The suit alleges that Lululemon was long aware that supervisor Phillip Silva had a history of being "sexually inappropriate" with female employees — and actually transferred him from one store to another because of that — before he allegedly raped a female worker at his home in April 2016.
"They knew about this guy, and they should have done something about it, and they didn't," said Adam Zaffos, the lawyer for Silva's accuser, Shayla Famouri.
Zaffos said Famouri, 28, is suing because "she really wants to prevent this from happening to other people."
Famouri's suit claims that before she was attacked, she was "ostracized" by supervisors and co-workers for not wearing "revealing enough clothes," and heard "rampant" gossip about "dating and hook ups" among Lululemon staff.
Famouri for several weeks witnessed co-workers slapping "each other's asses as much as possible" to mock a video they had been recently shown illustrating sexual harassment, according to her complaint. "The Store Manager, Assistant Managers and Key Leaders were not only aware of the 'game,' they encouraged it and participated," the suit said.
Lululemon, known for its stretch yoga pants, also allegedly allowed male workers to proposition female co-workers during work hours, according to Famouri's lawsuit against the company and Silva, which was filed Tuesday in Los Angeles County Superior Court.
And after Famouri reported being raped by Silva, her suit says, Lululemon's human resources department repeatedly pressured her to resign and to accept a payout. Instead of doing so, she just never returned to work, her lawyer said.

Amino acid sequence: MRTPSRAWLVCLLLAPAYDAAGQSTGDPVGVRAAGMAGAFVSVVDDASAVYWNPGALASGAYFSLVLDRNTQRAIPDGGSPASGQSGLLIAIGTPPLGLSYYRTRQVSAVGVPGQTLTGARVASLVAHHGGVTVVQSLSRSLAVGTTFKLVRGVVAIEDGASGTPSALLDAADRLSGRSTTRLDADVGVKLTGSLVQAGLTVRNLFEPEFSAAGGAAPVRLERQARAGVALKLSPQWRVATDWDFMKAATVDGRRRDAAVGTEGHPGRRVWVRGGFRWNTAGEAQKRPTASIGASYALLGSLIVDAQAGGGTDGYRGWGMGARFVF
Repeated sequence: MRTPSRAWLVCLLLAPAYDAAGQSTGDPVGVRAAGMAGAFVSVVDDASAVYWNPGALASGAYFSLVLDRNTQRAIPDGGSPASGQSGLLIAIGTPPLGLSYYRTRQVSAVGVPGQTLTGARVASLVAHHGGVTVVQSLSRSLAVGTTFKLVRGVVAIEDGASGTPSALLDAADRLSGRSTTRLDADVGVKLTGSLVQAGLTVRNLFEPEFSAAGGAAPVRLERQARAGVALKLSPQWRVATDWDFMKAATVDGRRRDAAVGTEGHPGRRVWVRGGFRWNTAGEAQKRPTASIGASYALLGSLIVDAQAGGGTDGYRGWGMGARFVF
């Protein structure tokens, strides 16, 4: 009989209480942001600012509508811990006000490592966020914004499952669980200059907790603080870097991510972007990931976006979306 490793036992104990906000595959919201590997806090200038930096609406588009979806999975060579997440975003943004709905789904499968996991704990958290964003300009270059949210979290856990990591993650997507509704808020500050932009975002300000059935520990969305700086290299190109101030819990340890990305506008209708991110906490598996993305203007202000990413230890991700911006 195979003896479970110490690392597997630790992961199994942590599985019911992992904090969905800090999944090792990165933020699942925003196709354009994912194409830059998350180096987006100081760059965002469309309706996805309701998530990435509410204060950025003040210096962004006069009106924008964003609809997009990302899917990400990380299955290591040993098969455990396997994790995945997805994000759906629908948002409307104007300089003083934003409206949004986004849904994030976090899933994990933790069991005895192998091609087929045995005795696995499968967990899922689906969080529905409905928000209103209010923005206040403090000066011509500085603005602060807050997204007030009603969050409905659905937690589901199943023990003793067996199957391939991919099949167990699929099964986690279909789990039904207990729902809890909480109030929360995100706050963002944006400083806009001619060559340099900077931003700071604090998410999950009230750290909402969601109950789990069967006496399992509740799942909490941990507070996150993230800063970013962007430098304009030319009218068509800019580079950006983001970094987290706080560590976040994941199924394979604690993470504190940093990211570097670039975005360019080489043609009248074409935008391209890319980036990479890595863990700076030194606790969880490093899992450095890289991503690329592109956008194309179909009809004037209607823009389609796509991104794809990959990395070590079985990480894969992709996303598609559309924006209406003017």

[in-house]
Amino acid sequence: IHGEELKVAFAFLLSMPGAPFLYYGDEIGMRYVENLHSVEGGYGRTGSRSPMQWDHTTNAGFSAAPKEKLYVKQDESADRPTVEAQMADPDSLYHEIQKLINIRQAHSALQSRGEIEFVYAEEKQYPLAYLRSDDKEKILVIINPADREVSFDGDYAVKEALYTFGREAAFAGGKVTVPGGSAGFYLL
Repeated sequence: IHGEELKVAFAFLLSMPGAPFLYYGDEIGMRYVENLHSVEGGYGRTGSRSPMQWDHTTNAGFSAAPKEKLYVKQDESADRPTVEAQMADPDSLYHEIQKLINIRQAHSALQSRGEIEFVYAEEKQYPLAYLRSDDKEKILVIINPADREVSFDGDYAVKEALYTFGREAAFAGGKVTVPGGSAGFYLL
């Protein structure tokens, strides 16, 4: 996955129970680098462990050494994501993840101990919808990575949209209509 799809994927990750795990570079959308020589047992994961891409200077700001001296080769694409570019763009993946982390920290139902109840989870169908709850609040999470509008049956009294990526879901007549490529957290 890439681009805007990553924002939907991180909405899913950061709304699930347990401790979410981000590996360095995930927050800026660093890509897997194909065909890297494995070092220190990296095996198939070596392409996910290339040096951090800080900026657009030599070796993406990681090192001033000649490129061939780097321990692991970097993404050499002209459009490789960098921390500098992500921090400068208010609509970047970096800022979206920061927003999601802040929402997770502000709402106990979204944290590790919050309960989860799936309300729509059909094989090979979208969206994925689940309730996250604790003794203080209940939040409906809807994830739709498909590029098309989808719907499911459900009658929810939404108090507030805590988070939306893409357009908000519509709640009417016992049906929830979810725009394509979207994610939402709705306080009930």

The suit seeks unspecified damages for sexual assault and battery, sexual harassment, retaliation and other claims.
Silva did not respond to a request for comment. He has made his social media accounts private.
A Lululemon spokesman said, in response to questions about the suit, "In 2016, Shayla Famouri raised serious allegations regarding the behavior of another employee."
"Upon learning of these allegations, the company initiated a comprehensive and in-depth investigation. The accused employee was immediately suspended; and then resigned," the spokesman said in a prepared statement. "Nevertheless, the company saw the investigation through to completion, ultimately finding that the accused employee did engage in behavior that was not in line with our standards of conduct.
"At lululemon, harassment and discrimination have no place in our community," the spokesman said. "Our culture is founded on us all positively contributing to an environment rooted in our values, which includes a commitment to working with integrity and a collective dedication to creating a respectful workplace. We are committed to doing everything we can to ensure that employees come to work each day in safe environments where they are empowered to speak up."
When CNBC asked whether Lululemon had investigated Famouri's claims about inappropriate conduct among other store employees, and what, if anything was done in response to such a probe's findings, the spokesman declined to comment.
A source at the company said Lululemon was unaware of any complaints about Silva by other workers before Famouri complained.
Famouri's suit says she was hired as a sales representative in Lululemon's store in Santa Monica in November 2014.